The London Blitz

In early September 1940, Hitler directed the Luftwaffe to shift its focus to the major British cities, including London. The attacks began on September 7 and continued into May of the following year. At times, they continued day and night for weeks at a time without letup. Tens of thousands of Londoners lost their lives during this time, along with thousands of residents of other British cities. In the meantime, however, British bombers were also conducting nightly air raids on central Berlin.

Although this London Blitz continued, Hitler decided on September 17, 1940, to put his plan for an invasion of Britain on hold indefinitely. It was clear that air superiority over England would be difficult to attain. Instead, Hitler turned his attention to Russia.

The First Turning Point

The Battle of Britain marked the first turning point in the war, as it was the first time that German forces failed to achieve a major goal. The Royal Air Force’s strong and effective resistance caused Hitler to abandon the idea of invading Britain and to turn his attention to Russia. Although the Blitz continued to terrorize London and other cities for months to come, Britain no longer faced the threat of a ground invasion. It demonstrated to the world that with enough stubborn resistance, Hitler could be forced back.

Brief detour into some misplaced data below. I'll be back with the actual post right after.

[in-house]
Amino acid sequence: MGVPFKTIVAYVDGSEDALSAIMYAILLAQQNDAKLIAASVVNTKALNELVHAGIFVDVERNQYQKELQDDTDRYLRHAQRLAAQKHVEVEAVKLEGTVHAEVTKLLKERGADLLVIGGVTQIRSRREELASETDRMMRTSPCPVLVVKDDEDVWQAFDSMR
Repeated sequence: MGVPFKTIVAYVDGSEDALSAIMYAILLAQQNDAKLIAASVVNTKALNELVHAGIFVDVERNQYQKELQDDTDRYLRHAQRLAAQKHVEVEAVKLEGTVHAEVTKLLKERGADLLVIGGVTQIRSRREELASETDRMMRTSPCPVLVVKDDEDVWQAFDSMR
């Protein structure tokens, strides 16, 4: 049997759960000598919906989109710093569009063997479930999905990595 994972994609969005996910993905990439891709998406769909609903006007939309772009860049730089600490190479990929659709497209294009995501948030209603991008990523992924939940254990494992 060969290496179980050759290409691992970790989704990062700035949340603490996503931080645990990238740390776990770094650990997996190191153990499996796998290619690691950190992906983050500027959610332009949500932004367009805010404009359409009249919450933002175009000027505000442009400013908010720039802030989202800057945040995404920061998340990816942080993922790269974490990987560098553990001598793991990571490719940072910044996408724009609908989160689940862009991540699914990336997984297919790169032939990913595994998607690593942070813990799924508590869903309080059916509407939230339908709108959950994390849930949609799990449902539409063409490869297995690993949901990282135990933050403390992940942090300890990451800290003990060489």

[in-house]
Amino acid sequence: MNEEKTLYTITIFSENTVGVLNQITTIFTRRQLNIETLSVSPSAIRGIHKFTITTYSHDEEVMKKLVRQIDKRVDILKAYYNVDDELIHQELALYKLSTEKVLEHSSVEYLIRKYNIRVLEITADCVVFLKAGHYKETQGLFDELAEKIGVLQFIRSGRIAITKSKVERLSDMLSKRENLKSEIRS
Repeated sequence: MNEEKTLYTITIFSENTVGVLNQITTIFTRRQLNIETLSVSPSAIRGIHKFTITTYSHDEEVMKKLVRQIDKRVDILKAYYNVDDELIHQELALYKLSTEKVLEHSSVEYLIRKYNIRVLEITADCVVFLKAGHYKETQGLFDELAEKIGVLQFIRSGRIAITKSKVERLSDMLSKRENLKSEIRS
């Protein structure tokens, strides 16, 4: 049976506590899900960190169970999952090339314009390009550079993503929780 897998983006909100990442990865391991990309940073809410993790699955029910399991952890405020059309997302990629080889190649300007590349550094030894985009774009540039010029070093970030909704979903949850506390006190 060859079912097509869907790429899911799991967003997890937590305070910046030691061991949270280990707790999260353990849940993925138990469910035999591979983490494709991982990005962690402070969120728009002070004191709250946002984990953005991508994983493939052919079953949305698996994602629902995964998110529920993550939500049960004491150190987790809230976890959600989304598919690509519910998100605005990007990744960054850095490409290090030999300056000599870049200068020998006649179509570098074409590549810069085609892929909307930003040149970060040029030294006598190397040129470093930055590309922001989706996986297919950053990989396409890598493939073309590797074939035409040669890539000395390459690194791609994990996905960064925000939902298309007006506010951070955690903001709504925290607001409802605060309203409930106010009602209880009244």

The Importance of Air Power

The Battle of Britain was also the first time in history when air power alone decided the outcome of a major battle. Hitler knew that there was no way he could invade Britain on the ground without first gaining air superiority. Churchill and the British military leadership also knew that stopping the Luftwaffe would be the key to their survival. The German air attacks against Britain were massive, but their initial intensity could not be maintained if the Germans were consistently losing twice as many aircraft as the British. Indeed, by the battle’s end, Germany had lost 1,700 planes to 900 British planes.

The value of the new technology of radar was also effectively demonstrated for the first time. The British had built a net of radar stations along their coastline prior to the battle, and this system proved invaluable, as British controllers could see the enemy coming and scramble fighters in the right place at the right time. Radar also prevented the loss of large numbers of aircraft on the ground, as happened during the initial days of the invasion of France. Although the Germans made an effort to bomb radar stations early on, by mid-August they gave up this strategy, believing it ineffective. It was a major mistake.

Moreover, British pilots had a considerable advantage in fighting over their own turf. Whereas German pilots had limited time over their target areas before having to return home to refuel, British pilots could stay in the air longer and even return to base, refuel, and then resume the fight. Thus, the mere act of engaging the German planes, forcing them to expend fuel by diverting them from their course, meant that fewer bombs would reach intended targets. For both Britain and Germany, this air combat was a new kind of warfare, and each side’s strategies were experimental in nature.

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